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okonomiyaki

trouble understanding quaternions

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okonomiyaki    548
Quaternions are somewhat simple. I could use them right now in my program if I wanted to, but honestly I'm not sure how exactly it works. A quaternion is basically an extension of the common complex number (x,yi), correct? A common representation would be (w, (xi, yj, zk)). I can understand how quaternions are multiplied, etc, because it follows the common rules of complex number algebra. I guess I don't quite understand how they relate to the real-world 3d coordinate system. I suppose it's the imaginary part that I don't quite understand. I know what an imaginary number is (i*i = -1), but what implications does the imaginary part have on the quaternion? Could somebody explain "complex number space" to me, and what part the imaginary part plays? I found this conversion routine off of this article: -- If the axis of rotation is (ax, ay, az) and the angle is theta (radians) then the angle= 2 * acos(w) ax= x / scale ay= y / scale az= z / scale where scale = sqrt (x2 + y2 + z2) -- It seems to me that it's basically normalizing the (x,y,z) component as you would a regular 3d vector. What happened to the imaginary part? Don't you have to cancel it out in some way? Or is it that when you normalize a quaternion (by the normal q = q/ |q|) that it happens to "align" with 3d space? If so, what's the conceptual basis for this?

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JohnBolton    1372
It is very useful to think of a quaternion as an encoded axis-angle representation, but conversion from quat to axis-angle doesn't give you much insight. Here is how to convert from axis-angle (a,t) to quat (x,y,z,w):

q.x = a.x * sin(t/2)
q.y = a.y * sin(t/2)
q.x = a.z * sin(t/2)
q.w = cos(t/2)

Q = q.xi + q.yj + q.zk + q.w

As you can see, the imaginary components are all scaled by the same value, so when converting to axis-angle, simply normalizing them gives you the axis. You could also scale it by sqrt(1-q.w2), which is slightly faster.

BTW, rotations are represented by unit quaternions (|Q| == 1).

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okonomiyaki    548
Interesting. Thanks for the info. It's getting clearer. and yeah, I knew about the unit quaternion rule. Just trying to figure out why. I'm assuming it's something like homogenous coordinates, which really deals with 4d space until the 4th component is 1, in which it aligns with 3d space. It's probably something like that (some weird complex number space).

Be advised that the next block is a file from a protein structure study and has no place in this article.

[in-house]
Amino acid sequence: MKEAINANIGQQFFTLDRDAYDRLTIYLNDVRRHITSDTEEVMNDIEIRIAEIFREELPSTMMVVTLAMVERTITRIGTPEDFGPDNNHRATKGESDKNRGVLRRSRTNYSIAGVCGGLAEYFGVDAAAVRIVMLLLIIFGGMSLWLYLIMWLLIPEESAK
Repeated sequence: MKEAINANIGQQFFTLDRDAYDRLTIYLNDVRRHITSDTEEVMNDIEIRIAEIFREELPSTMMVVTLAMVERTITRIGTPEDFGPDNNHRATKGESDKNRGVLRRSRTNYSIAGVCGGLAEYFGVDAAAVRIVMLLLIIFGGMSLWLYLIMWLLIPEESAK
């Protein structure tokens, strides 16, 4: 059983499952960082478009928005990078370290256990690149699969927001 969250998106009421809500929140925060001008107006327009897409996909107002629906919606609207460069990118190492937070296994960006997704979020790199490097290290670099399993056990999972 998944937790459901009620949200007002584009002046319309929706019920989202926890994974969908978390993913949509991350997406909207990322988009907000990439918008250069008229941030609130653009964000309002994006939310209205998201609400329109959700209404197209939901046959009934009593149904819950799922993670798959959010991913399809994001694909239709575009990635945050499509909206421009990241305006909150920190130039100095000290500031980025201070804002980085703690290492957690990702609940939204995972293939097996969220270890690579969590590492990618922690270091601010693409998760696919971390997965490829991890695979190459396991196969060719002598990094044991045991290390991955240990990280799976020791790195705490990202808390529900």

Anyway, I have a lot better grasp now after thinking about it more. I'm implementing a camera system to help me learn them.

One last question though. What's the best way to transform a 3d vector by a quaternion? Say I have a quaternion that represents my current orientation, and I want the x-axis of my local viewing orientation. You can extract the matrix from the quat, tranform (1,0,0) by it, but that's quite a lot of operations. Is there an easier way?

Thanks a lot for the help.

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Vern777    160
After reading this from mathworld:
http://mathworld.wolfram.com/EulerParameters.html

I guess using unit quaternion for rotation is related to this:

http://mathworld.wolfram.com/EulerParameters.html

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ajas95    767
Quote:
Original post by okonomiyaki
One last question though. What's the best way to transform a 3d vector by a quaternion? Say I have a quaternion that represents my current orientation, and I want the x-axis of my local viewing orientation. You can extract the matrix from the quat, tranform (1,0,0) by it, but that's quite a lot of operations. Is there an easier way?


If you just want the x-axis, you don't need to multiply by (1,0,0) once you've generated the matrix. The first column vector of the matrix is the x-axis, and generating the matrix is a pretty cheap operation.

Alternatively, you can treat the vector as a quaternion with a w-component of 0 and do a normal quat * quat transformation.

Personally, I would convert to matrix, then multiply. If there's one good thing about matrices, it's that their orientation is easy to visualize since the coordinate axes are right there. Nice little sanity check since quats are notoriously unintuitive to visualize.

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joanusdmentia    1060
Quote:
Original post by okonomiyaki
I knew about the unit quaternion rule. Just trying to figure out why.

Because constraining the quaternion so that it has a length of 1 prevents any scaling during the rotation. A unit quaternion can be thought of as a point on the surface of a unit sphere. This is exactly why quaternions are so useful, interpolating between them is interpolating between 2 points on the sphere, whereas interploation rotation matrices would be like drawing a straight like between the 2 points (thus cutting inside the sphere, and not producing the expected rotations).

Quote: